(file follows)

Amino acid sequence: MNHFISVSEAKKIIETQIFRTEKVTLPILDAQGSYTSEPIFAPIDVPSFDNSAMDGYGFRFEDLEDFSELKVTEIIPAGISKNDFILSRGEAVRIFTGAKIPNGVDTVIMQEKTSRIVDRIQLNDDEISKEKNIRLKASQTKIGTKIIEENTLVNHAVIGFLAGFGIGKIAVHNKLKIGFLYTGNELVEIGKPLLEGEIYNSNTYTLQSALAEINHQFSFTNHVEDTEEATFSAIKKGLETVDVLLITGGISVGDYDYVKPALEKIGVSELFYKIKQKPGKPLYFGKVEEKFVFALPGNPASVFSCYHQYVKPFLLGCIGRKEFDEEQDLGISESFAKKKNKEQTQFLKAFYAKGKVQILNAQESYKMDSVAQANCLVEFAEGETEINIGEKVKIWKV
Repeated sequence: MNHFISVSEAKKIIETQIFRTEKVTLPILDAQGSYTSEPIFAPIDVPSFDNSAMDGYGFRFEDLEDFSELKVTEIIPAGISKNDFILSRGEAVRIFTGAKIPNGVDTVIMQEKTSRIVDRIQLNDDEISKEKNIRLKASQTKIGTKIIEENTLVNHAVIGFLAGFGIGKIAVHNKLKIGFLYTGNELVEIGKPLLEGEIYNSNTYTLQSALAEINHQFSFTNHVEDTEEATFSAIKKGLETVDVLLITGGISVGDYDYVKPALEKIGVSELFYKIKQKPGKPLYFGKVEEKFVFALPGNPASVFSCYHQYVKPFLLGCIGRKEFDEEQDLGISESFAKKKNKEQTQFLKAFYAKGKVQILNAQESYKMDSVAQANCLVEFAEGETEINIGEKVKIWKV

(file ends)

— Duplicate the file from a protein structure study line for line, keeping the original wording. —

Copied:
Amino acid sequence: MNHFISVSEAKKIIETQIFRTEKVTLPILDAQGSYTSEPIFAPIDVPSFDNSAMDGYGFRFEDLEDFSELKVTEIIPAGISKNDFILSRGEAVRIFTGAKIPNGVDTVIMQEKTSRIVDRIQLNDDEISKEKNIRLKASQTKIGTKIIEENTLVNHAVIGFLAGFGIGKIAVHNKLKIGFLYTGNELVEIGKPLLEGEIYNSNTYTLQSALAEINHQFSFTNHVEDTEEATFSAIKKGLETVDVLLITGGISVGDYDYVKPALEKIGVSELFYKIKQKPGKPLYFGKVEEKFVFALPGNPASVFSCYHQYVKPFLLGCIGRKEFDEEQDLGISESFAKKKNKEQTQFLKAFYAKGKVQILNAQESYKMDSVAQANCLVEFAEGETEINIGEKVKIWKV
Repeated sequence: MNHFISVSEAKKIIETQIFRTEKVTLPILDAQGSYTSEPIFAPIDVPSFDNSAMDGYGFRFEDLEDFSELKVTEIIPAGISKNDFILSRGEAVRIFTGAKIPNGVDTVIMQEKTSRIVDRIQLNDDEISKEKNIRLKASQTKIGTKIIEENTLVNHAVIGFLAGFGIGKIAVHNKLKIGFLYTGNELVEIGKPLLEGEIYNSNTYTLQSALAEINHQFSFTNHVEDTEEATFSAIKKGLETVDVLLITGGISVGDYDYVKPALEKIGVSELFYKIKQKPGKPLYFGKVEEKFVFALPGNPASVFSCYHQYVKPFLLGCIGRKEFDEEQDLGISESFAKKKNKEQTQFLKAFYAKGKVQILNAQESYKMDSVAQANCLVEFAEGETEINIGEKVKIWKV